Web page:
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. 2020 Mar 25.
doi: 10.3758/s13421-020-01030-8. Online ahead of print.

Developmental Change in Partition Dependent Resource Allocation Behavior

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Developmental Change in Partition Dependent Resource Allocation Behavior

Katherine Williams et al. Mem Cognit. .

Abstract

Partition dependence, the tendency to distribute choices differently based on the way options are grouped, has important implications for decision making. This phenomenon, observed in adults across a variety of contexts such as allocating resources or making selections from a menu of items, can bias decision makers toward some choices and away from others. Only one study to date (Reichelson, Zax, Patalano, & Barth, Quarterly Journal of Experimental Psychology, 72, 1029-1036, 2019) has investigated the developmental trajectory of this phenomenon. In the current study we investigate children's and adults' susceptibility to partitioning effects in a child-friendly resource allocation task. In Experiment 1 (N = 80), adults distributed 12 food tokens to animals at the zoo. Based on previous findings that older children show weaker partition dependence in this task, we predicted that adults might exhibit reduced partition dependent behavior: they showed none. In Experiment 2 (N = 272), we used a less transparent task with only five food tokens, predicting that both adults and children (ages 3-10 years) would show partition dependence. Children, but not adults, made partition dependent resource allocations, with younger children exhibiting greater effects than older children. These experiments provide further evidence that children's decisions, like adults' (in other tasks), are influenced by the arbitrary partitioning of the available options. This work supports previous findings that younger children may be more susceptible to these effects, and maps developmental change in partition dependent behavior from early childhood to adulthood on this child-friendly partition dependence task.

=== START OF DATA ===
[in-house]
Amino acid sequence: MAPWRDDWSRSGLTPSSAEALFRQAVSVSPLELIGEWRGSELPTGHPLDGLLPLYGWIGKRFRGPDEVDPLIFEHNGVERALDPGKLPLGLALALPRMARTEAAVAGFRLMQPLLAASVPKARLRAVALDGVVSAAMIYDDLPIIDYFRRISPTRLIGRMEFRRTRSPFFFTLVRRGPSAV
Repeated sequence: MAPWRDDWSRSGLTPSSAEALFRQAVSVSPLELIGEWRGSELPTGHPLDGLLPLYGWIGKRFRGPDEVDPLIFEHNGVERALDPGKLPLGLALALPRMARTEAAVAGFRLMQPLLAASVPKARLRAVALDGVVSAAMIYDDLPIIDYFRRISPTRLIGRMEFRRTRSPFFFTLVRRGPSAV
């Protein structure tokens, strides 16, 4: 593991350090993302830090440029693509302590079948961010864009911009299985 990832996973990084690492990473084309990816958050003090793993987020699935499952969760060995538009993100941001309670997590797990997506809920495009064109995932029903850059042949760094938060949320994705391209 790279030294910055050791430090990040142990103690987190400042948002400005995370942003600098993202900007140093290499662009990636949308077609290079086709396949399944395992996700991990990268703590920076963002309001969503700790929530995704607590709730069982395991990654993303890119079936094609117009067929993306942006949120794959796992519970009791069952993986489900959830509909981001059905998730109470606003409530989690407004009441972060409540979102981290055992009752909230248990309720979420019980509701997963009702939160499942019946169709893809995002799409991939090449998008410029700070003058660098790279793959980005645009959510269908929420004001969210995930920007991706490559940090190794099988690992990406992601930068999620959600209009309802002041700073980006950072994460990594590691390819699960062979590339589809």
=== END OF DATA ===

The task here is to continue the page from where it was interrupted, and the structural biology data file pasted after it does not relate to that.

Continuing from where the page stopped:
Keywords: Cognitive development; Decision making; Partition dependence; Resource allocation.

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